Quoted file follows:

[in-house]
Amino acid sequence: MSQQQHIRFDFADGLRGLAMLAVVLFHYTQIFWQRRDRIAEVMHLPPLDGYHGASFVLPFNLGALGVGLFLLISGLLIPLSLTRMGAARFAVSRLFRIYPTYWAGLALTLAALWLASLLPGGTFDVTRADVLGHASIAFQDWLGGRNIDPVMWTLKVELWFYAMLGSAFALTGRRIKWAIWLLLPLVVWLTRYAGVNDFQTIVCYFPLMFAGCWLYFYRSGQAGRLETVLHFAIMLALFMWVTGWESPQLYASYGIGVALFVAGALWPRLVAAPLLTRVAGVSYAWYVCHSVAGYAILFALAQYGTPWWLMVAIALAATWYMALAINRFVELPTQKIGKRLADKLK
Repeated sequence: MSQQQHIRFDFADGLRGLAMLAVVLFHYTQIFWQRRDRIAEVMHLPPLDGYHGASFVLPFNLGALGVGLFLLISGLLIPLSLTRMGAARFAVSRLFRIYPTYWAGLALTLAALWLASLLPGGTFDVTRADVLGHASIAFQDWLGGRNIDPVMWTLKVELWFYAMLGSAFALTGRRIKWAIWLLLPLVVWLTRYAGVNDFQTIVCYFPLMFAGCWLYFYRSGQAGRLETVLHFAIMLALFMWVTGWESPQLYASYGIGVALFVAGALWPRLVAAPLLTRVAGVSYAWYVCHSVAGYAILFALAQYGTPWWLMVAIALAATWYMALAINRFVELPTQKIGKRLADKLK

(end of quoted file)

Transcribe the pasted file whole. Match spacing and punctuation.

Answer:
[in-house]
Amino acid sequence: MSQQQHIRFDFADGLRGLAMLAVVLFHYTQIFWQRRDRIAEVMHLPPLDGYHGASFVLPFNLGALGVGLFLLISGLLIPLSLTRMGAARFAVSRLFRIYPTYWAGLALTLAALWLASLLPGGTFDVTRADVLGHASIAFQDWLGGRNIDPVMWTLKVELWFYAMLGSAFALTGRRIKWAIWLLLPLVVWLTRYAGVNDFQTIVCYFPLMFAGCWLYFYRSGQAGRLETVLHFAIMLALFMWVTGWESPQLYASYGIGVALFVAGALWPRLVAAPLLTRVAGVSYAWYVCHSVAGYAILFALAQYGTPWWLMVAIALAATWYMALAINRFVELPTQKIGKRLADKLK
Repeated sequence: MSQQQHIRFDFADGLRGLAMLAVVLFHYTQIFWQRRDRIAEVMHLPPLDGYHGASFVLPFNLGALGVGLFLLISGLLIPLSLTRMGAARFAVSRLFRIYPTYWAGLALTLAALWLASLLPGGTFDVTRADVLGHASIAFQDWLGGRNIDPVMWTLKVELWFYAMLGSAFALTGRRIKWAIWLLLPLVVWLTRYAGVNDFQTIVCYFPLMFAGCWLYFYRSGQAGRLETVLHFAIMLALFMWVTGWESPQLYASYGIGVALFVAGALWPRLVAAPLLTRVAGVSYAWYVCHSVAGYAILFALAQYGTPWWLMVAIALAATWYMALAINRFVELPTQKIGKRLADKLK